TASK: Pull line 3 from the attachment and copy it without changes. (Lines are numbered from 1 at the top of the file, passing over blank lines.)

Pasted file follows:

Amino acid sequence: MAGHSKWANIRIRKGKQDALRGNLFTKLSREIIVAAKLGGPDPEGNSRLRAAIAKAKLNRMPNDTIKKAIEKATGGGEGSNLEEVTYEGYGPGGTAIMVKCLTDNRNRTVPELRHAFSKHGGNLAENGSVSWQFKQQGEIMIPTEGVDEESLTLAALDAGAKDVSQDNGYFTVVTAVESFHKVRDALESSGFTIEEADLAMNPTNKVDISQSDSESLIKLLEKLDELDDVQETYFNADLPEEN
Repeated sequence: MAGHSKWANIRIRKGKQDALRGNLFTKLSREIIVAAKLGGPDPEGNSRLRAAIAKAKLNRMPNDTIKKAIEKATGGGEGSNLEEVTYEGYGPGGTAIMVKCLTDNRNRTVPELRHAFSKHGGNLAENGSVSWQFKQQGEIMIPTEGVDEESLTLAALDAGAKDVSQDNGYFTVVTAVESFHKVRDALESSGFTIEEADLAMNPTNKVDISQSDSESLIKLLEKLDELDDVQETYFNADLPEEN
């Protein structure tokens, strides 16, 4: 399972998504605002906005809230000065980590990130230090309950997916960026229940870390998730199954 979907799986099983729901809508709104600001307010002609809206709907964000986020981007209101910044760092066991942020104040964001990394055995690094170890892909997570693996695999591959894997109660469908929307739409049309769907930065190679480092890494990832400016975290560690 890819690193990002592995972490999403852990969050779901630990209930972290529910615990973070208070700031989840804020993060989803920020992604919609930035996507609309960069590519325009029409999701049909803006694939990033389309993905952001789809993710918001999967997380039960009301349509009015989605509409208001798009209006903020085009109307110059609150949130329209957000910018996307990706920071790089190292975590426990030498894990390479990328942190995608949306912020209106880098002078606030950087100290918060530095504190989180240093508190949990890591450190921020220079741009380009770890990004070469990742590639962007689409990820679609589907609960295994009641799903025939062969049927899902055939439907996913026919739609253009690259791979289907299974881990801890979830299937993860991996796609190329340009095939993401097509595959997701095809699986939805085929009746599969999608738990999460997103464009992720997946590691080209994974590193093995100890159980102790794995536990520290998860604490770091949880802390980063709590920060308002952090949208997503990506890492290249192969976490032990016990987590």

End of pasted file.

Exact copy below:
């Protein structure tokens, strides 16, 4: 399972998504605002906005809230000065980590990130230090309950997916960026229940870390998730199954 979907799986099983729901809508709104600001307010002609809206709907964000986020981007209101910044760092066991942020104040964001990394055995690094170890892909997570693996695999591959894997109660469908929307739409049309769907930065190679480092890494990832400016975290560690 890819690193990002592995972490999403852990969050779901630990209930972290529910615990973070208070700031989840804020993060989803920020992604919609930035996507609309960069590519325009029409999701049909803006694939990033389309993905952001789809993710918001999967997380039960009301349509009015989605509409208001798009209006903020085009109307110059609150949130329209957000910018996307990706920071790089190292975590426990030498894990390479990328942190995608949306912020209106880098002078606030950087100290918060530095504190989180240093508190949990890591450190921020220079741009380009770890990004070469990742590639962007689409990820679609589907609960295994009641799903025939062969049927899902055939439907996913026919739609253009690259791979289907299974881990801890979830299937993860991996796609190329340009095939993401097509595959997701095809699986939805085929009746599969999608738990999460997103464009992720997946590691080209994974590193093995100890159980102790794995536990520290998860604490770091949880802390980063709590920060308002952090949208997503990506890492290249192969976490032990016990987590």